"Premium Rush" (Columbia): Premium rush is the term ascribed to an urgent delivery made by the NYC bike messenger service at which Wilee (Joseph Gordon Levitt) is employed. A graduate of Columbia University Law School, Wilee has yet to take the Bar Exam. In fact, he's not sure he's going to take it.
Wilee would rather rip and zip through traffic on his single speed, brakeless bike, weaving in and out of congested lanes, quickly assessing intersections and situations, taking assignments based on the whims of his boss Raj (Aasif Mandvi). Wilee's estranged girlfriend Vanessa (Dania Ramirez), also a bike messenger, has been avoiding him, not returning his phone calls. Wilee is worried that muscle-bound messenger Manny (Wolé Parks) may be putting the moves on Vanessa.
Meanwhile, NYC cop Monday (Michael Shannon), a man with a borderline personality disorder and a serious gambling debt, is in way over his head to the Chinese mob. But Monday has a chance to redeem himself and repay his massive debt if he can intercept a marker in the form of a ticket worth a boatload of cash. That ticket is also extremely valuable to Vanessa's roommate Nima (Jamie Chung), whose cash savings from working a multitude of jobs paid for it so that she can bring the young son she left behind in China to America.
Exhausted yet? You will be once the chase is on between Wilee, whose job it is to deliver the ticket to a location in Chinatown, and Monday, who means to seize it and cash it in. Without some of the special effects, such as the scenes in which Wilee imagines his various route options, "Premium Rush" could have been made twenty-five (see the Kevin Bacon vehicle "Quicksilver") or more years ago. Leavitt is, naturally, charming in every scene and seems to be determined to make the transition to action hero (see also "The Dark Knight Rises"), but don't rush to see it in the theater as it is definitely a renter.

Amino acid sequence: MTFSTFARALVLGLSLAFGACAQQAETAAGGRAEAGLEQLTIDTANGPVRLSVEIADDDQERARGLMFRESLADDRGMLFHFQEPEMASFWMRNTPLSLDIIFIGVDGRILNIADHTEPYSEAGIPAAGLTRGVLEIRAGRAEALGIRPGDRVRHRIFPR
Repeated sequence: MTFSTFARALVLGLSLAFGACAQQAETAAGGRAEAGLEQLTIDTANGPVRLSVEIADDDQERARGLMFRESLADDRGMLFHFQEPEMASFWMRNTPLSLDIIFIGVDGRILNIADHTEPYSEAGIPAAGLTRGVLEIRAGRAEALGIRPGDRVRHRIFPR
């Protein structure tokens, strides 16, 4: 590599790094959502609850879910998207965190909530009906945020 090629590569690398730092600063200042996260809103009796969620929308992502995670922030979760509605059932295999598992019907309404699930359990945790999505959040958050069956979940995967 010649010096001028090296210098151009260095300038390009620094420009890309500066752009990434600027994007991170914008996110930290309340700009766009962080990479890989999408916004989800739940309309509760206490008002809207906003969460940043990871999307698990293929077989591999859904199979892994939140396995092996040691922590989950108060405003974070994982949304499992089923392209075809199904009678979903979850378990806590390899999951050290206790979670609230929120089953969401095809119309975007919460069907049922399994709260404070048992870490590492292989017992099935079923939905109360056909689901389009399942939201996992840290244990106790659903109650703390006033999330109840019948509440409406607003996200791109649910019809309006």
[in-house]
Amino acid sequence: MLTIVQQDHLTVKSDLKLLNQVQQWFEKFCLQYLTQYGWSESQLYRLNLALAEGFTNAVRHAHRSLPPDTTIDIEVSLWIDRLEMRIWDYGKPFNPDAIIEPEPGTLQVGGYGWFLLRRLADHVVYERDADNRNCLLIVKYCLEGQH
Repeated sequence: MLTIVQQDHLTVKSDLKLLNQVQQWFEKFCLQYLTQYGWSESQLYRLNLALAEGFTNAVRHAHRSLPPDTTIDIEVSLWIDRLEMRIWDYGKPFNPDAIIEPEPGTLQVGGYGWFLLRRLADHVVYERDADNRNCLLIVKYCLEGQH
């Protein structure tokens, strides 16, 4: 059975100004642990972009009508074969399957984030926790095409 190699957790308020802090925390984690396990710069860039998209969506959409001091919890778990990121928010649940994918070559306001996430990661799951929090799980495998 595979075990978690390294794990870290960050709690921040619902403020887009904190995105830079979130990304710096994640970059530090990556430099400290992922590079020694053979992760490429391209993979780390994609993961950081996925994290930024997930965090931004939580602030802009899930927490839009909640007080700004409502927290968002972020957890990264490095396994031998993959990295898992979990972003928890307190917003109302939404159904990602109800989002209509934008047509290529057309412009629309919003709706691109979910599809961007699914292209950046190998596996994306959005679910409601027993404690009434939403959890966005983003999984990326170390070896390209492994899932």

"The Possession" (Lionsgate/Ghost House): The divorce of basketball coach Clyde (Jeffrey Dean Morgan) and domestic engineer Stephanie (Kyra Sedgwick – for this she gave up The Closer?) has been rough on their young daughters Hannah (Madison Davenport) and Emily (Natasha Calis). Em appears to be taking it the hardest. But there's nothing a mysterious box with Hebrew letters carved on it can't make all better.
Said box has already claimed one victim (that we know of) when Em spies it at a yard sale and asks her father to buy it for her. Anxious to make up for being neglectful and to stay in his daughters' good graces, Clyde obliges. He also buys a new house in a development so that his daughters can be part of his fresh start.
Once Em figures out how to open the box, which calls to her at all hours, she unleashes a variety of horrors, beginning with an aggressive moth invasion. Em's behavior takes a turn for the worst, violent behavior at school and a sullen attitude befitting someone a little bit older than her 10 years. Clyde consults an expert, Professor McMannis (Jay Brazeau), which in turn leads him to a Hasidic community in Brooklyn where he enlists the assistance of rabbi's son Tzadok (hipster musician Matisyahu) to exorcise the dybbuk (evil spirit) from Em.
Of course, there's a body count, including Stephanie's fastidious orthodontist boyfriend Brett (Grant Show) and Em's teacher. There are a few seat-jumping scares. Although most of the special effects are of the garden variety type, the ones involving the emergence of the dybbuk are eye-catching. All in all, "The Possession," said to be based on true events, is a not quite kosher twist on a familiar and predictable story.